The Enhanced Liver Fibrosis test and FibroTest identified advanced liver fibrosis in patients with a history of excessive alcohol consumption with high diagnostic accuracy, according to recently published data.
“Alcoholic liver disease has higher mortality than liver disease of any other etiology and while abstinence improves survival, this effect is most pronounced in early stages,” Maja Thiele, PhD, from the Odense University Hospital of Southern Denmark, and colleagues wrote. “Consequently, there is an urgent need to strengthen detection of advanced fibrosis in primary care and improve community methods for screening people at high risk, as this will allow for timely alcohol rehabilitation and future antifibrotic therapies.”
The Enhanced Liver Fibrosis (ELF) test is a commercially available algorithm with a model that combines hyaluronic acid, the N-terminal pro-peptide of collagen type III and tissue inhibitor of metalloproteinase-1. The recommended cut-off value for ELF is 10.5.
To validate ELF as a diagnostic tool for advanced alcoholic liver fibrosis, the researchers enrolled 289 patients with a history of excessive alcohol use (>24 g/day for women and >36 g/day for men), including 128 patients from primary care and 161 patients from secondary care.
According to liver biopsy, eight primary care patients and 58 secondary care patients had advanced fibrosis. Twenty-eight percent of patients enrolled had steatohepatitis.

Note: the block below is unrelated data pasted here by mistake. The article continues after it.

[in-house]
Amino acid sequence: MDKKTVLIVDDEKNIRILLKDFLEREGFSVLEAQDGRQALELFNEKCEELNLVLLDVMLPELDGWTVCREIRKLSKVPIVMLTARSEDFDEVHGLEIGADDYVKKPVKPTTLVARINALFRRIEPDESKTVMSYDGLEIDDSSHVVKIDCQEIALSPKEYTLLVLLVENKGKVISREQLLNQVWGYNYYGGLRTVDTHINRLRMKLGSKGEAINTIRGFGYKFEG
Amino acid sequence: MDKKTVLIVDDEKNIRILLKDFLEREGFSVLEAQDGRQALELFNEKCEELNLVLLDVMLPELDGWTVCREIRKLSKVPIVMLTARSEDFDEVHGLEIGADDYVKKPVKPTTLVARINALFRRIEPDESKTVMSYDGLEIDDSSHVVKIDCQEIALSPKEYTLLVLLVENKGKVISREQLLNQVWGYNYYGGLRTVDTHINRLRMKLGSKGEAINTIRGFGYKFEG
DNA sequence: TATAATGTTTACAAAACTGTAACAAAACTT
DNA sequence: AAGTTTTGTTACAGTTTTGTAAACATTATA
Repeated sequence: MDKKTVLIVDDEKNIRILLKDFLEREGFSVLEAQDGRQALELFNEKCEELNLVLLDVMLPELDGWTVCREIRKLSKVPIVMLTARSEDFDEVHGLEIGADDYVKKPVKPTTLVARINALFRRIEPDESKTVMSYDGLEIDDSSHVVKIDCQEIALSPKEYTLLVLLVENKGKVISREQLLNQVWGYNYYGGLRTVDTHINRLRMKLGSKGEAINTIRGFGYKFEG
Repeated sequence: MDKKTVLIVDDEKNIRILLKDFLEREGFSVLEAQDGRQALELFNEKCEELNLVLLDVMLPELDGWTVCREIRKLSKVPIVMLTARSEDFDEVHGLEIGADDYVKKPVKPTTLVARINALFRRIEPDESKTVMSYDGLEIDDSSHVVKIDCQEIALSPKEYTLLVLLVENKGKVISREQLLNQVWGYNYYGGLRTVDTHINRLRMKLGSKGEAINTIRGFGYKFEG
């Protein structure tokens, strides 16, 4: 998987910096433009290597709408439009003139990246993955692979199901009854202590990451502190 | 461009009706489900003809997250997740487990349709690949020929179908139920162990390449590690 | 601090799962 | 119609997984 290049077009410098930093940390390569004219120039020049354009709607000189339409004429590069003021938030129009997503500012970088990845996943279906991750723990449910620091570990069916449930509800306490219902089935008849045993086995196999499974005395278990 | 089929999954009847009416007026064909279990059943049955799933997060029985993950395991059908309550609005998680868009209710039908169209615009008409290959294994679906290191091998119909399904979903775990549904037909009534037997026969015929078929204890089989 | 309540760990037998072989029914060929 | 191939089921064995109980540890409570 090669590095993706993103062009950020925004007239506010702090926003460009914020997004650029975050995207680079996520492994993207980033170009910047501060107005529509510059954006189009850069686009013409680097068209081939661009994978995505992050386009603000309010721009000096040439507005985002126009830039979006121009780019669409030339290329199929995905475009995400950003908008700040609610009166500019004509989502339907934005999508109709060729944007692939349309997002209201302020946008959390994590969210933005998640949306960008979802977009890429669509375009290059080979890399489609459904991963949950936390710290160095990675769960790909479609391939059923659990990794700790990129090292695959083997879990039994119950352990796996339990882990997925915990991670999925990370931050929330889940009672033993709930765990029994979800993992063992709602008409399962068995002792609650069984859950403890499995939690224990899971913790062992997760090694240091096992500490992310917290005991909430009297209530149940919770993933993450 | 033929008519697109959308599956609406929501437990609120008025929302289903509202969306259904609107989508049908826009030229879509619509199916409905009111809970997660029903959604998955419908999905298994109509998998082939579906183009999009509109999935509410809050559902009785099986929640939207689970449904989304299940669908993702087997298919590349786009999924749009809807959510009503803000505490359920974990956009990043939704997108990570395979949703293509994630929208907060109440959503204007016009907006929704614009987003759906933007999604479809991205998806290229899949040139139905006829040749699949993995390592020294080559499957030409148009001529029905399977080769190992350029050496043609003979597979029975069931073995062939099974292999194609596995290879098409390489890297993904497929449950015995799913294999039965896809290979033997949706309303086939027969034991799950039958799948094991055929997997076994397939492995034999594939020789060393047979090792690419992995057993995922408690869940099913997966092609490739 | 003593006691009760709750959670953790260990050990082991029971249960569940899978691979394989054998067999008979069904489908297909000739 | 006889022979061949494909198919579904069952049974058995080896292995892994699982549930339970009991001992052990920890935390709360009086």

ELF diagnosed advanced fibrosis with excellent discriminatory accuracy and performed equally well in patients from primary care (AUROC = 0.89; 95% CI, 0.75-1) as those from secondary care (AUROC = 0.9; 95% CI, 0.85-0.95). ELF slightly overestimated the probably of advanced fibrosis in patients recruited from primary care, but the predictions fit the observed probabilities of advanced fibrosis better than other noninvasive markers.
The ELF cut-off value of 10.5 correctly diagnosed advanced fibrosis in 79% of patients and the absence of advanced fibrosis in 91%. The 10.5 cut-off ruled out advanced fibrosis with a negative predictive value of 98%, but could not affirm diagnosis of advanced fibrosis as the positive predictive value was 60%.
FibroTest performed better in intention-to-diagnose (AUROC = 0.94; 95% CI, 0.89-0.99) and per-protocol analyses (AUROC = 0.94; 95% CI, 0.89-0.99) among patients from primary care than intention-to-diagnose (AUROC = 0.83; 95% CI, 0.76-0.89) or per-protocol analyses in those from secondary care (AUROC = 0.86; 95% CI, 0.8-0.92). The recommended 0.58 cut-off ruled out advanced fibrosis in primary care patients with a negative predictive value of 97%.
ELF outperformed the aspartate aminotransferase-to-platelet-ratio index (APRI), age-platelet index (AP index), Fibrosis-4 index (FIB-4), Forns index, AST:ALT ratio and gamma-glutamyltransferase-to-platelet ratio (GPR). ELF did not outperform FibroTest and there was no added diagnostic value from combining ELF with FibroTest or a routine serum index.
Transient elastography and 2D-shear wave elastography diagnosed advanced fibrosis with higher accuracy than ELF and FibroTest in per-protocol analysis, but not in intention-to-diagnose analyses. Combined transient elastography and ELF did not increase diagnostic accuracy compared with transient elastography.
“The Enhanced Liver Fibrosis test and FibroTest are highly accurate serum markers to assess patients with a prior or current alcohol overuse for advanced fibrosis. While ultrasound elastography has higher diagnostic accuracy if a reliable measurement can be obtained, serum markers may be more accessible to primary and secondary care.” – by Talitha Bennett
Disclosure: The authors report relevant financial disclosures.